Catherine Fife Ontario New Democratic Party

1. I’ve been serving the community almost for a full decade on the school board, I’ve served on several committees, so I know this community very well.  And in actual fact, this community has taught me about the kind of leadership they value and I know they are looking for a strong champion and advocate and I have that experience. I’m ready to get to work at Queen’s Park if elected on Sept. 6.

2. There’s a number of factors. Timing, experience, a lot of had to do with the direction that Andrea Horwath is taking the NDP in. She knows certainly the NDP has connected the economy to social policy in a very responsible way. And that aligns with my values as an advocate in the community. I know the education portfolio extremely well, it’s on the agenda. But also education connects the health of the community, the economy of the community, and I believe it’s the exactly kind of training that has taught me about what kind of leadership people want in the community.

3. You know, what I’m hearing at the doorstep, is jobs. And I’m hearing it from a whole spectrum of citizens. People are definitely worried about the economy, they’ve seen the cost of their living increase, and they’re looking for work and the jobs are just not there. The McGuinty government has not put a plan in place to actually create real jobs. We do have a strategy, it’s the job creator tax credit, it’s a strategic focus onsmall and medium sized businesses. That’s very simple, small business creates the job, they get a tax credit.

4. I think that student vote would have been significant if it not would have been called for the first week of essentially classes. And I think that’s really unfortunate. The student voice needs to be stronger on issues like tuition and debt and jobs. That feedback needs to inform government policy. Traditionally those student votes from the universities have not come out in full force. But there is an undercurrent of anger at the student level around continuing rising of tuition rates and a fear about when you graduate. Where are the jobs after post-secondary education? That would have been our key questions that we would have posed to students and obviously we have plan to put those jobs into action, so really the timing is most unfortunate and one would expect intentional.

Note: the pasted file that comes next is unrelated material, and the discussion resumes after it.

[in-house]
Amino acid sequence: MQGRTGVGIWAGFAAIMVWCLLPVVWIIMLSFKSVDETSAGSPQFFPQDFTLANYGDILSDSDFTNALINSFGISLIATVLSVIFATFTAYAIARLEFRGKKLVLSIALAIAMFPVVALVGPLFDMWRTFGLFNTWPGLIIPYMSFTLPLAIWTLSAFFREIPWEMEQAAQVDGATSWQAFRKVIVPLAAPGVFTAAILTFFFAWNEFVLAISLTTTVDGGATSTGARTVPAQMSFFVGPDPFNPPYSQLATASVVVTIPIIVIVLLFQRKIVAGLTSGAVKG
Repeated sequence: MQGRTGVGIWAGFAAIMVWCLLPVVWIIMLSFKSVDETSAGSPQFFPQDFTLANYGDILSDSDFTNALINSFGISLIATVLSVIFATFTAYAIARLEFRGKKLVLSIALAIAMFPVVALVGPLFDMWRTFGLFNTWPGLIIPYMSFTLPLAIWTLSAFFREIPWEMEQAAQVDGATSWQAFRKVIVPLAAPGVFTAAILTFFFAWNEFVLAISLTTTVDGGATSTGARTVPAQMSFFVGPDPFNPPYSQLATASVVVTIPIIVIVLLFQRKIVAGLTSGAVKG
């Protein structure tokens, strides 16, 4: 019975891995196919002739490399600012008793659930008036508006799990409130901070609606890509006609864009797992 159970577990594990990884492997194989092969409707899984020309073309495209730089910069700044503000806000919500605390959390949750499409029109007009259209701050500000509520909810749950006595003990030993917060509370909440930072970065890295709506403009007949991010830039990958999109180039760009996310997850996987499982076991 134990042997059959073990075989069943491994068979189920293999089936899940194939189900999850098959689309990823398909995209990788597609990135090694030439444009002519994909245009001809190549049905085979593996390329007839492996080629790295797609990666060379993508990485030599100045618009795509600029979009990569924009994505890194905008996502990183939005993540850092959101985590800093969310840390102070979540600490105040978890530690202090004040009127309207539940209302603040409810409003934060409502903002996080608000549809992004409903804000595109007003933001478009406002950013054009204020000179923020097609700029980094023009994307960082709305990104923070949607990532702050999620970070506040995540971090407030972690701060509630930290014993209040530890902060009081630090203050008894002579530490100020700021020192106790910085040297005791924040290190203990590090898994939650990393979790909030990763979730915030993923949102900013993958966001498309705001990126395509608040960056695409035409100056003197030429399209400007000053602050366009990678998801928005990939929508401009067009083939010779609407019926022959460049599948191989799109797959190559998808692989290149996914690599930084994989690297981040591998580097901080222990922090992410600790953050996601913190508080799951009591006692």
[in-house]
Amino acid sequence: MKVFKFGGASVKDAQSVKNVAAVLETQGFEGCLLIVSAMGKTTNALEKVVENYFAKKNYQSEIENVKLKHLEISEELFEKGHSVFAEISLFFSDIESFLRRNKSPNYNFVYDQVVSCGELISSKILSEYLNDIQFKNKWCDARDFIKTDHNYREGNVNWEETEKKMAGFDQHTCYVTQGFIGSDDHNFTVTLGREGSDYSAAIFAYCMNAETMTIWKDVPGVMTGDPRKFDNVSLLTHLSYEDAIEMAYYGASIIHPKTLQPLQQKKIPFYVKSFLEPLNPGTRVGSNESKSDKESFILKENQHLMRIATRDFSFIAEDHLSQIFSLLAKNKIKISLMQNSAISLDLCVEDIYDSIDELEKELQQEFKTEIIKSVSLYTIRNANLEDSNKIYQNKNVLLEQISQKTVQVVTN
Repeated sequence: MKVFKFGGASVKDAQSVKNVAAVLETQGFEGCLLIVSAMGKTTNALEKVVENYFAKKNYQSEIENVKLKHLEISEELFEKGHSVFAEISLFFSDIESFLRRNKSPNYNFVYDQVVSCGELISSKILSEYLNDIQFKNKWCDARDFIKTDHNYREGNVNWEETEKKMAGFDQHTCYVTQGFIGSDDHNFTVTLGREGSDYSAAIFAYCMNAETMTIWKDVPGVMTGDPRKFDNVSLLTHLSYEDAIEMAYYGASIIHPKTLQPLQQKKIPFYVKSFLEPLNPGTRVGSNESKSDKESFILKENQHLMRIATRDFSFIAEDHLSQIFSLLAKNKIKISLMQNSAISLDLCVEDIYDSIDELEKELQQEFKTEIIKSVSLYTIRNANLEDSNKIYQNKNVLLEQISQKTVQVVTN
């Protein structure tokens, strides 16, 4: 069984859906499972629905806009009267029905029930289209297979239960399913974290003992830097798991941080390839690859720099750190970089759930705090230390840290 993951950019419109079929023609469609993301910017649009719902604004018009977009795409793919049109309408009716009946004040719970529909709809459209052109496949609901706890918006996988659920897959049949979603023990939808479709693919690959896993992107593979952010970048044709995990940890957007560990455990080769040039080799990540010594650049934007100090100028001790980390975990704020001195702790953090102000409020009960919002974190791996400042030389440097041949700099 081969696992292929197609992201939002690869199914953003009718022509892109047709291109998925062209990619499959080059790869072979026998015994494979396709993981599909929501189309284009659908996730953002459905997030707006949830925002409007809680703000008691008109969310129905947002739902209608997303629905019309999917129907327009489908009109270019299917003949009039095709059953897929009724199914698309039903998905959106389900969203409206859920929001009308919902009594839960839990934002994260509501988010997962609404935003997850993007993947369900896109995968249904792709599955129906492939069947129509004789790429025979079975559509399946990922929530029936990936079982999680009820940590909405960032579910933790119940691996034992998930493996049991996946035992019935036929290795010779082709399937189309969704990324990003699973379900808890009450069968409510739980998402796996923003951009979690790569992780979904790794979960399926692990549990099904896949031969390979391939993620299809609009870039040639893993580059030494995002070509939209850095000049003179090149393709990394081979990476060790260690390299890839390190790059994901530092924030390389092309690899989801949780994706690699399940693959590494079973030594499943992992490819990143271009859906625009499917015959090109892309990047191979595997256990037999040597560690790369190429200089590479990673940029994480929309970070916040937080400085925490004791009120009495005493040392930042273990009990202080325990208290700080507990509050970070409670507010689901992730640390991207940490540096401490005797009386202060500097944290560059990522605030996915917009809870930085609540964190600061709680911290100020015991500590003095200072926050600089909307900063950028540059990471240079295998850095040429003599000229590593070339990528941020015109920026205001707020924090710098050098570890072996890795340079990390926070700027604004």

5. When you know the community as well as I do, and if you’ve worked for the community for the decade, those are values and directions are actually connected. So what I’ve heard from the community for a number of years are concerns around healthcare so I’ve been serving school board. Not only have I been meeting with parents but children around childcare as well. The key to serving a community like K-W is to remain engaged and to reach out and I already of strong connections from across the spectrum from childcare to senior care, and businesses as well. I don’t think it will be difficult for me to translate the needs of the community to Queen’s Park. I think that I’m the best candidate to do that.